How can I eat healthier? Has that question been on your mind lately? It is a goal that tops the list for many people. Especially after holidays, birthday, anniversaries, etc, – any time when we tend to splurge a bit extra. Don’t worry, eating healthier should be overwhelming. It is an achievable goal to strive toward even if just a little bit at a time.
Healthy People – Can’t Beat ‘Em, Join ‘Em
One of the main habits of healthy people is that they eat healthier. They start the day with a healthy breakfast and make healthy food choices throughout the day. You know, the people some of us love to hate. That’s OK, it’s only natural to feel a bit negative toward people we think are doing everything right. I’m sure they have some food “skeletons” in the closet too. I’m especially bad around Halloween and Christmas. I can’t get enough of the sweets.
So, how can start a new healthy habit? Often, it’s an unhealthy habit that needs to be replaced by a healthy one. Eating healthier is a perfect example. Creating a new habit doesn’t happen overnight. In fact, studies have shown that it takes 28 days to create a new habit.
Bad Eating Habits
Before looking at tips for eating healthier, let’s look at some poor eating habits that are pretty typical for many of us. Believe me, I’ve had to work hard to break a few of these bad habits. Don’t let thing list overwhelm you. You don’t need to fix everything. Take on one at a time and go from there.
- Skipping breakfast
- Drinking your calories
- Endless snacking
- Late night eating
- Emotional Eating
- TV/Screentime Eating
- Eating too much
- Eating too fast
8 Habits That Will Help You Eat Healthier
OK, now let’s look at how we can turn the above bad habits into habits that will help you eat healthier.
I’m sure you’ve heard that “breakfast is the most important meal of the day.” It really does set the stage for having a healthy morning. When you don’t eat breakfast, your body is missing the energy and blood sugar boost it needs to make your muscles and brain work. Without breakfast, you’re more likely to make poor food choices like grabbing a bag of chips or candy bar to satisfy your hunger pangs. Here are a few ideas for a healthy breakfast:
Don’t Drink Your Calories
The days some designer coffee drinks take up a huge percentage of the recommended daily calories for an average person. Sugary sodas and sweetened teas are bad as well. Stick with water. If plain water is not your thing, add a squeeze of fresh fruit or drink flavored seltzer. A smoothie can make for a good meal replacement or snack, but not as a beverage.
Stop endlessly snacking
We’ve become a society of snackers. Junk food is far to easy to find for both kids and adults. Try to keep healthy snacks within reach. Don’t stock up your desk or pantry with cookies and chips. Have healthy options like carrot sticks, hummus, greek yogurt, air-popped popcorn, on hand. Here are a few more of our favorite healthy snacks:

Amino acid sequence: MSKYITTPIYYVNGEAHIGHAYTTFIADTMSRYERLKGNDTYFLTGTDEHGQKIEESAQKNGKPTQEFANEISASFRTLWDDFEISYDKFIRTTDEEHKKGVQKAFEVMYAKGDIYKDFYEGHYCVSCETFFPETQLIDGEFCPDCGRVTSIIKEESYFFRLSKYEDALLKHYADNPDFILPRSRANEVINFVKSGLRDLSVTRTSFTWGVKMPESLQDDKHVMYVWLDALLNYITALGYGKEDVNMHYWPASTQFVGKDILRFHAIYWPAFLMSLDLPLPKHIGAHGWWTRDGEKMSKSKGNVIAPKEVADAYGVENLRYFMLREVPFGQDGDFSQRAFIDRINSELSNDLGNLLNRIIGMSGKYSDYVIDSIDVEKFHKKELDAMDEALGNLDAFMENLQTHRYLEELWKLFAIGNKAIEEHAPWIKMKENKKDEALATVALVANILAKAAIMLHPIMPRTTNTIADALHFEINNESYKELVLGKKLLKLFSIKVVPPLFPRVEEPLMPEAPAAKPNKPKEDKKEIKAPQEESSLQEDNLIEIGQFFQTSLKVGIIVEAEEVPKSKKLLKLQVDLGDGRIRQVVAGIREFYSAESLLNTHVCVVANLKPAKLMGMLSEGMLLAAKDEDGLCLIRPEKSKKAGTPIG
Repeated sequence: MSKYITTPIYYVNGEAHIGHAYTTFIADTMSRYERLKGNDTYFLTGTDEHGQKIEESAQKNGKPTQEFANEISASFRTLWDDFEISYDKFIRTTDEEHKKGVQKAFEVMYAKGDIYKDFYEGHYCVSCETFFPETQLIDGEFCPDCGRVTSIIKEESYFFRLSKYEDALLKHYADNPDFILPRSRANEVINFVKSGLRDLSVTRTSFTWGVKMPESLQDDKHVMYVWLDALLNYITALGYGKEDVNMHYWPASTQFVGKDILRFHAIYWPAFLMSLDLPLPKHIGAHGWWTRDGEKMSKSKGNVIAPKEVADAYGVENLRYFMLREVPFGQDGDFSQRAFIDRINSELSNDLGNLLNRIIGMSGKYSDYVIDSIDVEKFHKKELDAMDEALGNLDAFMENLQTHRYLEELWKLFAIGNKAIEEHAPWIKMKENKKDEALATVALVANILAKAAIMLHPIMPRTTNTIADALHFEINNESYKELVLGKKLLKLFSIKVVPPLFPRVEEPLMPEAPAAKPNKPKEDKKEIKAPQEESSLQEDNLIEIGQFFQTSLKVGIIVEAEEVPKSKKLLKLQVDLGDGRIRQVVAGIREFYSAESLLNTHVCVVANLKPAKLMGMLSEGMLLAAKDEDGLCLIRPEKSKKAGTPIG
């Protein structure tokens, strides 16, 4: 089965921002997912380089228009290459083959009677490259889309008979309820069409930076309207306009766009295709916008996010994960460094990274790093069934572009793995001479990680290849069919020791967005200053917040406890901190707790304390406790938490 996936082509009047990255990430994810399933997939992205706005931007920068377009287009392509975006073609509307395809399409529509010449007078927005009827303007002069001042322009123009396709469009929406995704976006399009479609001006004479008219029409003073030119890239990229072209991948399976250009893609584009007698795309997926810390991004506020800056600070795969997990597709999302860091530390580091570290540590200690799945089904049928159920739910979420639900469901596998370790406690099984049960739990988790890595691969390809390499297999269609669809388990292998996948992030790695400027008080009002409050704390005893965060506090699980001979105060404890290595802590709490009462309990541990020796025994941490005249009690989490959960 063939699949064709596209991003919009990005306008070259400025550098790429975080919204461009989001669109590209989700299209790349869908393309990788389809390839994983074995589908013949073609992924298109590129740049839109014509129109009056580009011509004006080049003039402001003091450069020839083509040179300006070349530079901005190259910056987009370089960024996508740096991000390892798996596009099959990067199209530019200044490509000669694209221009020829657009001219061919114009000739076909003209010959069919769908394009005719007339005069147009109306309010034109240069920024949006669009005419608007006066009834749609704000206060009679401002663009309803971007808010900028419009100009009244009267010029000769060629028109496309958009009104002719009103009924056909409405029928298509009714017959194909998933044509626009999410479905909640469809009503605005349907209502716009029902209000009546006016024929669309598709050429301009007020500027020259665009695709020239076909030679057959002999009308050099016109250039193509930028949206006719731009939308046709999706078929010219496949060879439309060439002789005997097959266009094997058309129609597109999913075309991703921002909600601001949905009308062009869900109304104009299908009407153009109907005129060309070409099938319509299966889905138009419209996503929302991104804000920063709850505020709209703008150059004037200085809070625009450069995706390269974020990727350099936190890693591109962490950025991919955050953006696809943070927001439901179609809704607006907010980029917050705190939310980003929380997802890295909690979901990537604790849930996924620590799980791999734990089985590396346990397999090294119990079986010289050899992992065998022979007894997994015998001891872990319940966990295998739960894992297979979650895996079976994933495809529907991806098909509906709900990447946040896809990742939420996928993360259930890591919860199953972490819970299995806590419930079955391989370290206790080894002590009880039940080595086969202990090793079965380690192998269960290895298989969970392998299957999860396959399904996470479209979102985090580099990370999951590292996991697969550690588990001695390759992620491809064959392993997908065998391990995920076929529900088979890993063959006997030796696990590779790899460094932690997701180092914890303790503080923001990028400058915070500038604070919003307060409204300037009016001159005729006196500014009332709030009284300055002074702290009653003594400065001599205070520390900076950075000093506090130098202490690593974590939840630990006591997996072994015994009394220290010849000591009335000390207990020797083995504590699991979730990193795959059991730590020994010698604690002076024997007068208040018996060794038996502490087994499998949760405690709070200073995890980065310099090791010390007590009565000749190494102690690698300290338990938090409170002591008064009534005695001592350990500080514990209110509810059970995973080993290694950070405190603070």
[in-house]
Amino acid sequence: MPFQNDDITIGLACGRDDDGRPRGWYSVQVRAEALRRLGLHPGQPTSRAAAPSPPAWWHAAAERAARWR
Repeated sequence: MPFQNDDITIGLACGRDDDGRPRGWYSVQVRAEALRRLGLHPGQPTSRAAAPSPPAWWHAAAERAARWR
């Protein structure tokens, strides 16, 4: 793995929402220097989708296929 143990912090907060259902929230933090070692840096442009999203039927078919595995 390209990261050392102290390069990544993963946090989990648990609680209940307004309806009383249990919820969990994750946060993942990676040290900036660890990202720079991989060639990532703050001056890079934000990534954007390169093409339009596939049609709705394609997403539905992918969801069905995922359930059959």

Avoid late night snacking
The snacks we choose after 8 pm or so tend to be the ones that are the least healthy. It’s often a time for temptation, especially if you feel that you’ve deprived yourself during the day. Try your best to have a healthy dinner, and if you have a small treat, try to keep it before 8 pm. Eating too close to bedtime can cause heartburn and other digestive issues as well.
Acknowledge emotional triggers
Do you find yourself eating when you are not hungry? Perhaps you are just bored or maybe stressed. Try to identify triggers that send you snacking and find other ways to satisfy yourself. If you are feeling stressed, take a brisk walk, call a friend or write our your feelings in a journal. Bored? Have a doodle pad, play an app on your phone. Anything to keep you from heading into the kitchen.
Eating in front of the TV
With more and more families staying home to watch sports and movies, the TV area has become a place for lots of snacks. It’s fine for a special event, but the problem is when this habit spills into everyday TV watching. Before you know it, your body craves food whenever you sit in front of the TV. If you must eat while watching TV, grab something healthy like a piece of fruit or some veggie sticks.
Healthy people not only eat better, but they typically eat less. Overeating is an epidemic in America. So many people go far beyond the 2000 calories recommended daily allowance. I am not big on counting calories, but you can be more mindful of portion sizes. An easy trick is eating from smaller plates and bowls. Never eat straight from a package or container.
It takes about 15-20 minutes for your brain to get the signal that you’re full. If you wolf down your food 10 minutes, you could end up eating much more than you need. According to EverydayHealth.com, a study in Japan found that people who ate too quickly were more likely to be overweight.
Creating a new habit is not easy. It takes time and effort. Give one or two of these a try and see how it goes. Master one, try another. You’ll be eating healthier in no time.